Now, I’ve got more than one card to cancel. But you can help prevent this by carrying your cards in different locations. Place one in a fanny pack, another in your wallet, and another in your suitcase.

Store your backups in your hotel’s safe or a similar secure location while you’re out. You won’t have to worry as much about losing everything. And you’ll know exactly which card to cancel or freeze.

Take Some Cash With You

Some people also take some cash out before they board their flights. They keep a bit of backup cash in case something happens with their credit or debit cards. Keeping that cash in a plastic bag or sleeve in a separate location may come in handy.

Of course, you’ll want to decide how much to carry with you. A few hundred dollars might be feasible and lower your risk of becoming a target. However, it would help to secure your cash in a hotel safe when you’re sightseeing.

You might take out that cash in U.S. dollars or the country’s local currency. That said, it’s probably easier to keep it in U.S. dollars. If you don’t end up using it, you don’t have to convert it back.

If you don’t want to carry actual cash, purchasing traveler’s checks is another option. You can buy these before you leave on your trip. And you can get the exact amount you want to set aside for backup or incidentals.   

Losing Your Debit Card in an International ATM

You can easily lose your debit card in an ATM overseas. It happens to distracted travelers who forget to remove their debit cards after receiving their money. Sometimes debit cards also get stuck in a card reader’s slot.

Before using an ATM, take a picture of the owner’s customer service number and the machine ID. Also, make sure you only use ATMs that are owned by major banks or organizations in the area. You can look up ATMs that belong to the Global ATM Alliance, which will help you stick with reputable locations.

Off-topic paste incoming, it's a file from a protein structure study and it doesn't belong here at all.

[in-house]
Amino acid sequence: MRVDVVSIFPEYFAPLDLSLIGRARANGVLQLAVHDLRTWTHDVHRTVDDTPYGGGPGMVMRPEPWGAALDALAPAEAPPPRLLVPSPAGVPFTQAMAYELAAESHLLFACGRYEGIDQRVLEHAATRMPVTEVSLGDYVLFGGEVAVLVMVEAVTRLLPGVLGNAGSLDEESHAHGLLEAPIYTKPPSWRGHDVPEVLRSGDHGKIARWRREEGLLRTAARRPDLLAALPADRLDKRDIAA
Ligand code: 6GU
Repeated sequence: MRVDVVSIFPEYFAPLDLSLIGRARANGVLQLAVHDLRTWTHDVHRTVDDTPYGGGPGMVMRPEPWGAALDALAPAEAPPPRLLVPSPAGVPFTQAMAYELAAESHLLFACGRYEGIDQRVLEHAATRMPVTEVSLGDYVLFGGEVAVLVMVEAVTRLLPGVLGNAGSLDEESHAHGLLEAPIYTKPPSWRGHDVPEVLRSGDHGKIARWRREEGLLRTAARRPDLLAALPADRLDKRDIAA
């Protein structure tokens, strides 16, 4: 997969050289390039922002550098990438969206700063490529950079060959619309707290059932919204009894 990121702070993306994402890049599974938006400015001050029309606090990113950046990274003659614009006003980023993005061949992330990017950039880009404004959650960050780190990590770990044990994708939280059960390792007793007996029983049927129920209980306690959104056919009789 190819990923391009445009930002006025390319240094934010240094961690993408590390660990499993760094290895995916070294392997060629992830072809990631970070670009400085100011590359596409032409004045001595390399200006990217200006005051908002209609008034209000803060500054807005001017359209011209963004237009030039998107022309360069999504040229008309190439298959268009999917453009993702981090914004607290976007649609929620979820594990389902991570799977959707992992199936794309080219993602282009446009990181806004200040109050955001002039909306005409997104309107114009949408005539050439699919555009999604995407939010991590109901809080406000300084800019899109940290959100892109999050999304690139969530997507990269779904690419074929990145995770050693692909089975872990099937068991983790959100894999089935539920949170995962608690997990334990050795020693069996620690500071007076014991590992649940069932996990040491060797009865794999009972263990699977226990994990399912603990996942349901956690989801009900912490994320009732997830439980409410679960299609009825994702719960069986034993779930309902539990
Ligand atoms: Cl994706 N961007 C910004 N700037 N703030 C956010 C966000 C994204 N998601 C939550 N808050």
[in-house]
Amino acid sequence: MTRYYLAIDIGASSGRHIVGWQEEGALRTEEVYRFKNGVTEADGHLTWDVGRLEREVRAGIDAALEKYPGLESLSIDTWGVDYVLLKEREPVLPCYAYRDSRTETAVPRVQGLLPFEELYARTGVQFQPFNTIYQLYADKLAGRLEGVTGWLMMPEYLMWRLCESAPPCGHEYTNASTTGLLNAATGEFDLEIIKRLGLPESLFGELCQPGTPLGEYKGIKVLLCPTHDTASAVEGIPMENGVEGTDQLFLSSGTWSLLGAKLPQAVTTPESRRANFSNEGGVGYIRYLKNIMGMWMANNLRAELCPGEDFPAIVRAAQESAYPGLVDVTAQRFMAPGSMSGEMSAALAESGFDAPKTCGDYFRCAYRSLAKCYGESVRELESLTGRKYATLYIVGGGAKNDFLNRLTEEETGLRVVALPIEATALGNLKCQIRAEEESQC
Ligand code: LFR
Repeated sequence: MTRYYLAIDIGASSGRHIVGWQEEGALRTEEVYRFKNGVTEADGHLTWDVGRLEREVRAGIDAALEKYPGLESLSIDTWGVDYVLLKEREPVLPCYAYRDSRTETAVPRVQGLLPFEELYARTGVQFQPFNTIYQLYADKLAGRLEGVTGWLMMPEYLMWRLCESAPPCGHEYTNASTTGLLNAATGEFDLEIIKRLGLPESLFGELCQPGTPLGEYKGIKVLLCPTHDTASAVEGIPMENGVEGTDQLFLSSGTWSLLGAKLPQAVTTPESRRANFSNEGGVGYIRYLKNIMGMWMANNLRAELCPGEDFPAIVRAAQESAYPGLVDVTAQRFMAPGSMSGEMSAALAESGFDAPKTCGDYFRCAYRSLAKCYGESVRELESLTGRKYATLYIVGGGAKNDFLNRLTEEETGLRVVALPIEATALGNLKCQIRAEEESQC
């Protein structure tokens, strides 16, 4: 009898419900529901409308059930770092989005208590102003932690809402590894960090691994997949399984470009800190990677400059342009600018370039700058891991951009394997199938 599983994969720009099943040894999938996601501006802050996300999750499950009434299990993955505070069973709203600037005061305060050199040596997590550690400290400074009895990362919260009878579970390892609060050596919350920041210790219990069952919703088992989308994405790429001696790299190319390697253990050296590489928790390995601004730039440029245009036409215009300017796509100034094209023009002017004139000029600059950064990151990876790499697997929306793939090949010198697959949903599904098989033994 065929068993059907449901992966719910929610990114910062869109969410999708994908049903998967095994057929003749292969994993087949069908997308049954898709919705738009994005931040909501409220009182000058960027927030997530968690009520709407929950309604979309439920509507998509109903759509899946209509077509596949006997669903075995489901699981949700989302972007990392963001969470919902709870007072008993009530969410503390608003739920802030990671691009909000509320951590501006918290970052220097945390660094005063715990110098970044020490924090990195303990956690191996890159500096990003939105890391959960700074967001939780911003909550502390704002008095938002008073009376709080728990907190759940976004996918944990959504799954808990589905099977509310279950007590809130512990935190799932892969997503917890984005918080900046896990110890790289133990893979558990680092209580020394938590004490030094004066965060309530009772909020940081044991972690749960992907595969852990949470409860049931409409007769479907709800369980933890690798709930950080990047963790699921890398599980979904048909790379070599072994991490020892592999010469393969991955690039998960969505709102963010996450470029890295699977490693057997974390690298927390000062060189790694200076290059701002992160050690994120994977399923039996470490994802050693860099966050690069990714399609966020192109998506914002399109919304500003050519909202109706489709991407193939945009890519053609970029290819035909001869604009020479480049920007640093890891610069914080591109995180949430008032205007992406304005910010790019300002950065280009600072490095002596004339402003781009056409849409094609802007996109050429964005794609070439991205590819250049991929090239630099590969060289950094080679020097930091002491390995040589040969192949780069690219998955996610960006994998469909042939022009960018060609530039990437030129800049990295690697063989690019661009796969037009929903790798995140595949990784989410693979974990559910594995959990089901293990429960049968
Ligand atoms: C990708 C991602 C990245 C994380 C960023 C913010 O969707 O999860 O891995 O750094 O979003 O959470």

If you do lose your debit card in an ATM, call the owner or bank’s number. Provide them with the machine ID, location, and when you think you lost your card. It might take a few days, but they can retrieve your card for you.

In these cases, you should still shut off access to your card. Even if the debit card is inside the machine, you can’t confirm that yet. Once you get your card back, you can remove the hold.  

What If I Lose My Debit Card at an Airport?

Your game plan should still be the same. Contact your card issuer immediately regardless of where or how you lose a debit card abroad. Freeze your card and order a replacement.

If you lose your debit card at an airport or on a plane while you’re headed home. The replacement card can go to your regular mailing address. You won’t need your bank or card issuer to overnight a replacement to a hotel.

But what if you’re sure you lost your card on the plane ride over or at the airport you landed at? 

Then, you might be in luck. Call the airline and the airport to see if an employee or fellow traveler turned in your card.

The airline will probably send the card over to your hotel or where you’re staying. Airlines do this for lost and found luggage all the time. You might also be able to go back to the airport to retrieve your card before your trip is over.

Final Thoughts

It can be an unwelcome and unnerving experience when you lose a debit card—but losing one while you are overseas only heightens anxiety and fear. Thoughts of how to get money if I lost a debit card abroad and ID theft runs rampant.

But losing a debit card isn’t the end of the world if you get on top of things. Once you discover the card’s gone, contact your card issuer. Freeze the card so someone else can’t use it and order a replacement.

You can have another card mailed to your destination when you’re overseas. But you can also wire money to yourself or through someone’s digital wallet account.


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John is the founder of TightFist Finance and an expert in the field of personal finance. John has studied personal finance for over 10 years and has used his knowledge to pay down debt, grow his investment portfolio, and launch a financial based business. He is committed to sharing content related to personal finance based on his experience in his career, investing, and path towards reaching financial independence.